It’s not only Wakeag: condo sales slow all over


BELFAST: Several years ago, building permits for new condominiums in Belfast were far more plentiful than for single-family homes.

But that was several years ago.

Today, a number of projects that were approved to start construction have not been built. Several others are slowly approaching their design capacity.

And the market that gave rise to Westport Capital Partners’ departure from the city shows no sign of improving anytime soon.

Bob Brickel of Maine McLean Group LLC, which began developing Crosby Manor Estates on Northport Avenue in 1999, said Tuesday that units are selling at prices up to $920,000. But the development has built only 34 of its 56 units, and sales are slow.

Westport Capital Partners cited a declining real estate market as its reason for backing away from the Wakeag Landing project on the waterfront.

City Planner Wayne Marshall said this week two East Side developers will soon be notified their permits could be withdrawn if they don’t start to build.

Ed McCurdy applied to build 18 condos in two phases behind Perry’s Nut House on Searsport Avenue. The Planning Board accepted his concept plan, Marshall said, though McCurdy objected when both the board and the state Department of Transportation recommended he share an entrance with the developers of Joel’s Place, which was to be its neighbor.

The status of the entrance was never resolved, Marshall said, and McCurdy has not been back to the city in nearly eight months.

A half-mile down Searsport Avenue, Leif Weaver received a permit to construct 32 condos in two buildings several hundred feet north of the highway. The sign advertising Harborview Condominiums is nearly overgrown with grass and shrubs despite the permit granted by the Planning Board more than two years ago.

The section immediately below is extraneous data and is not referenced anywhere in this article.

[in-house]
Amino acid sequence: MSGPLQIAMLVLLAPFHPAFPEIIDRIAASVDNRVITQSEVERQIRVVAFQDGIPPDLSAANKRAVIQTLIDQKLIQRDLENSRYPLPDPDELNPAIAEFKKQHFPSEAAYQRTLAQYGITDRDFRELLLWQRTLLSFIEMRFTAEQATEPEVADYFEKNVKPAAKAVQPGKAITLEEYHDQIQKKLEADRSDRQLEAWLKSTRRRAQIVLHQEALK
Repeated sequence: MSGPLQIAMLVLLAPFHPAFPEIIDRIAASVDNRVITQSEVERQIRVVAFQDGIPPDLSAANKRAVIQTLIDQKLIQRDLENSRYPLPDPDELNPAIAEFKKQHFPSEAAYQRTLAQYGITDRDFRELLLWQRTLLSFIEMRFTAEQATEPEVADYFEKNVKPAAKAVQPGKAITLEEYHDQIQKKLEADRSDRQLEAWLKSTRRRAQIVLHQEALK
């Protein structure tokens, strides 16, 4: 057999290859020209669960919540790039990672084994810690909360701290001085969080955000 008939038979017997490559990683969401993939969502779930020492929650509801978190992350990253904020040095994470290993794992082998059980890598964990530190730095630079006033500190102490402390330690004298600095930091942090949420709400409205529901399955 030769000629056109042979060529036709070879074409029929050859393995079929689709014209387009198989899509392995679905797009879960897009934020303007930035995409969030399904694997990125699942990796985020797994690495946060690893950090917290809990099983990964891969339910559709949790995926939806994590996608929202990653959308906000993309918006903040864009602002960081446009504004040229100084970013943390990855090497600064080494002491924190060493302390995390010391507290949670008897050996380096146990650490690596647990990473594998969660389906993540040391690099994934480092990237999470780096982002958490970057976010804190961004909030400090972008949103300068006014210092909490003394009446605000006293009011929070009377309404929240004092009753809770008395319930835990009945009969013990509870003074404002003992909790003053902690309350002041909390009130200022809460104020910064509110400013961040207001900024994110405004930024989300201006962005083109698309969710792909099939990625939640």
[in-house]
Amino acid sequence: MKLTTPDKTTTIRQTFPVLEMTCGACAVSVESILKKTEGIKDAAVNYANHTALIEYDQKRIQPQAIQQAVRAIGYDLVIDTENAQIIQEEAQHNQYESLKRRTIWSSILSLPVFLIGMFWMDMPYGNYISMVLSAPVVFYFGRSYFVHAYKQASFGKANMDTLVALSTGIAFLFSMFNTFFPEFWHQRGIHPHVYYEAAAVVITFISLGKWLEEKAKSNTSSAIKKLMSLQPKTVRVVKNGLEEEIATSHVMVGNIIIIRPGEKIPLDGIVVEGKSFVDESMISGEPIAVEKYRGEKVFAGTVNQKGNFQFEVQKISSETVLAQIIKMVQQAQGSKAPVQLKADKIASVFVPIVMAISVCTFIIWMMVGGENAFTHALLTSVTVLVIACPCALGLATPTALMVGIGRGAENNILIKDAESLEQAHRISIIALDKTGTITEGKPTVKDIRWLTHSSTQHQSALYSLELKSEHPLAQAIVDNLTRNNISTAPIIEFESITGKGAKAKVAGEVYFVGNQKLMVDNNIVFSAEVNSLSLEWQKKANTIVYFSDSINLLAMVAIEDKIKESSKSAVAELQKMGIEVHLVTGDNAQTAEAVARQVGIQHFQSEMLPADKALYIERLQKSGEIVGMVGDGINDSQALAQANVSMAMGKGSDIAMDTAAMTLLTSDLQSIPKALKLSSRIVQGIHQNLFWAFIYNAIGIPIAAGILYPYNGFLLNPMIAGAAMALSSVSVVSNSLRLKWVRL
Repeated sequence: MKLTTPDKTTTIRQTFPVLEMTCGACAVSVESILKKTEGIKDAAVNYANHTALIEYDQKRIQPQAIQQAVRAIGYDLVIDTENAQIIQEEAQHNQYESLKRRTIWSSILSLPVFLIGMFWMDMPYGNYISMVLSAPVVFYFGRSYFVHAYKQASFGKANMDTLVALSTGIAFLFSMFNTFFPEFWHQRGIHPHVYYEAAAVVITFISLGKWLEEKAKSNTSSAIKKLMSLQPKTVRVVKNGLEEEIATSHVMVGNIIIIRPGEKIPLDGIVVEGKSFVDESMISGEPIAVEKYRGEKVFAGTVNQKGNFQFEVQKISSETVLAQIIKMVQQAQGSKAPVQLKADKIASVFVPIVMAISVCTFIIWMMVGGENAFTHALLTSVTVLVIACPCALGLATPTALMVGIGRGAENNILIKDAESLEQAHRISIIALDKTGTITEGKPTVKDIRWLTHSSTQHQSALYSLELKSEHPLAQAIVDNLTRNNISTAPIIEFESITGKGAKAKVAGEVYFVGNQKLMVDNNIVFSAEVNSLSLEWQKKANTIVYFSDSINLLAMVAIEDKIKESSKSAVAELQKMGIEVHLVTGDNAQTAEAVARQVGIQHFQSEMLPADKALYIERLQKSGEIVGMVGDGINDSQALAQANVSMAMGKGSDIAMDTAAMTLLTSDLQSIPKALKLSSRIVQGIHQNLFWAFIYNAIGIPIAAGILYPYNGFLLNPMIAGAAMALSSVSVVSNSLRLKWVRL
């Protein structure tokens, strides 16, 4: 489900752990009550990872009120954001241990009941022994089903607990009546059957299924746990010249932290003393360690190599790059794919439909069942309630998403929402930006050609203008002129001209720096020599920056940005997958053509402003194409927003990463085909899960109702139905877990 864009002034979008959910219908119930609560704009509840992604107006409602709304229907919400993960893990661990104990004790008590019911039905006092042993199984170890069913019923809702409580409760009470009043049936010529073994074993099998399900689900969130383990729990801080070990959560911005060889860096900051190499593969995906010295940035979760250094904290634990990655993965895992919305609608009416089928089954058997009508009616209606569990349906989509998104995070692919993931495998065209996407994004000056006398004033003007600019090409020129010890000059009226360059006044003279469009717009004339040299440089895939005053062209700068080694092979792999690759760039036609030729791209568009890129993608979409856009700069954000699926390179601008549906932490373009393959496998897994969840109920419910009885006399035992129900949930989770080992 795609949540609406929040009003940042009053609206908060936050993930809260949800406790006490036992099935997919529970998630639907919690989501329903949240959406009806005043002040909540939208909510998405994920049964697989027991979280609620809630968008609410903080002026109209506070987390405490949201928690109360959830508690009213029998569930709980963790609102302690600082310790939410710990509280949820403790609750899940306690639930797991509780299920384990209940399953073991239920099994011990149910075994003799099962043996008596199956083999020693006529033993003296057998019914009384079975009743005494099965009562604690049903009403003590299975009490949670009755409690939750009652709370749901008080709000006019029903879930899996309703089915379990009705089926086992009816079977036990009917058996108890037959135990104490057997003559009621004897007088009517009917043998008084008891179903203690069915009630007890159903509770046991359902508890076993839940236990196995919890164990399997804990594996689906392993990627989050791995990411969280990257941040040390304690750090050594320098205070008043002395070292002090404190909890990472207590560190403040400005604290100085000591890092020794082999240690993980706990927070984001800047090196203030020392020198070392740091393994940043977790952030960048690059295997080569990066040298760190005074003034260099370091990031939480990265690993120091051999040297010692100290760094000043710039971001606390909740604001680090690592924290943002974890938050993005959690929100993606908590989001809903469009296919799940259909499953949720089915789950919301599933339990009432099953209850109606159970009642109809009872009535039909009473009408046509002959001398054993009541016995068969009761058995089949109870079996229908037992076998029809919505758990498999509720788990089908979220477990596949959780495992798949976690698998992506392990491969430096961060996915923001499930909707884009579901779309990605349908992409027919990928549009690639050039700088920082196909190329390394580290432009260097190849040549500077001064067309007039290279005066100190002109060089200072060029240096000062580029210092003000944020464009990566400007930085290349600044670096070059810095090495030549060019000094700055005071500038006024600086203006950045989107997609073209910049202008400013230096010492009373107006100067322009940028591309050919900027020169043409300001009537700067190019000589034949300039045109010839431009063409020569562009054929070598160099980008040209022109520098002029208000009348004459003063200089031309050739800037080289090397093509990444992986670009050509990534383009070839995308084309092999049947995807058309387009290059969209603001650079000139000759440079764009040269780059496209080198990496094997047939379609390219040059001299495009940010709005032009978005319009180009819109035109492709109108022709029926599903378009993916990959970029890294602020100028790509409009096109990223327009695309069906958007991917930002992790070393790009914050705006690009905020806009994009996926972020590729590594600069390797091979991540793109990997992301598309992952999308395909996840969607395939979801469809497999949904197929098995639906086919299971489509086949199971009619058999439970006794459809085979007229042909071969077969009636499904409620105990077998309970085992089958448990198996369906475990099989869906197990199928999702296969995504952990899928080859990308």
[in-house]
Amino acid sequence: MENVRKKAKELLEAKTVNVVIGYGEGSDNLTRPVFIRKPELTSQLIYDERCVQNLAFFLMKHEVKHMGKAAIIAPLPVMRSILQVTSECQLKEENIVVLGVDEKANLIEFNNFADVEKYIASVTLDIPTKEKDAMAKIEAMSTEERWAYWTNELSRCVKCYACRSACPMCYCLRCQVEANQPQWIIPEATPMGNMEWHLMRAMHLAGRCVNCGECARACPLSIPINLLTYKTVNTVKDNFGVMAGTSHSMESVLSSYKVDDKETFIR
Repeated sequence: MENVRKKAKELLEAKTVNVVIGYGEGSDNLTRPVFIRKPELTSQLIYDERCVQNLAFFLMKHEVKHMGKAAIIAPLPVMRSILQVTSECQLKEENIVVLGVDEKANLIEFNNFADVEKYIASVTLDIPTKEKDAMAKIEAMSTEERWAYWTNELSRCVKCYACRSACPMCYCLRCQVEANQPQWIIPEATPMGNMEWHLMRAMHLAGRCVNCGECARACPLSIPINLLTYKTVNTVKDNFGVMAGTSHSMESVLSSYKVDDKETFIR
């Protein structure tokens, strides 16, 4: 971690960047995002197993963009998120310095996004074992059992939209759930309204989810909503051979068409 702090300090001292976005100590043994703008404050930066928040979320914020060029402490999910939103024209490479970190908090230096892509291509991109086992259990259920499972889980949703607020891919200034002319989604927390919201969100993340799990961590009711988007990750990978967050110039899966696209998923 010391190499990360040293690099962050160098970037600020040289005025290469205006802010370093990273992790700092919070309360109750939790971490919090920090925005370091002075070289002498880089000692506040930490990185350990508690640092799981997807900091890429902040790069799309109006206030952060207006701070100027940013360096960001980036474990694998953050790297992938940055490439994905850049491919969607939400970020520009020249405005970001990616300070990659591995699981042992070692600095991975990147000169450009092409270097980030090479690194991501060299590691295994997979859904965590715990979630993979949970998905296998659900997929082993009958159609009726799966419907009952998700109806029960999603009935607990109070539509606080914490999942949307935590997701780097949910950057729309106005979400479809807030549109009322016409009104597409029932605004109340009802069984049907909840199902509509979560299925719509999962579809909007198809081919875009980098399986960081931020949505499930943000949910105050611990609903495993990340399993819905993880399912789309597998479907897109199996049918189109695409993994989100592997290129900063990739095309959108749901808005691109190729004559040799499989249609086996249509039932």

Weaver has an approved site plan, Marshall said, but no building permit. Normally, he said, when there is no action on a project for six months, a 30-day notice is sent to the developer that permits will be withdrawn without quick progress.

On the south side of Searsport Avenue at the outfall of Goose River, Biff Atlass has sold some single-family lots, Marshall said, but there has been no progress on the six-unit condo building that is part of his development.

Across the bridge on the city’s west side, two large transformations from private ownership to condos have had slow sales. Records in the city assessor’s office show the Springbrook condominiums built by MBNA to house employees, have sold two of 46 units since new owners took over last August.

The former Pines apartments on Waldo Avenue, now called Field Crossing Condominiums, have also had two sales to nonowners of the project, the assessor records show.

Tara Mews, an upscale development off Wight Street, has 11 owned and occupied units among the 26 for which it has permits, Marshall said. The project began in 2001 and still has a phase that has yet to be constructed.

Ed Hemmingsen purchased two Main Street storefronts from the National Theatre Workshop of the Handicapped several years ago with plans to convert them to a boutique hotel. He later changed his mind and converted the spaces to condos.

Marshall said he believes the residential units have been removed from the market and one commercial space has been accounted for.

Brickel of Crosby Manor Estates said there’s been a slight upturn in that project’s fortunes this year, with five sales or resales and “a lot of interest.”

The early units were usually multistory, and the developers have found the market in Belfast is mostly older buyers who want to be on one floor. He said the dock and mooring field that are part of the project’s promotional campaign have been little-used by residents; only one currently has a boat, he said.

Brickel is far from discouraged, though he acknowledges sales have been slower than anticipated. Open House flags flapped in the breeze at the project’s entrance and the bay rippled in the distance, enticements for buyers.

But at Wakeag Landing, where just a few weeks ago developers planned 40 or more condos at prices averaging about $800,000, the seagulls were in charge and dreams of tax revenue and activity were only memories.


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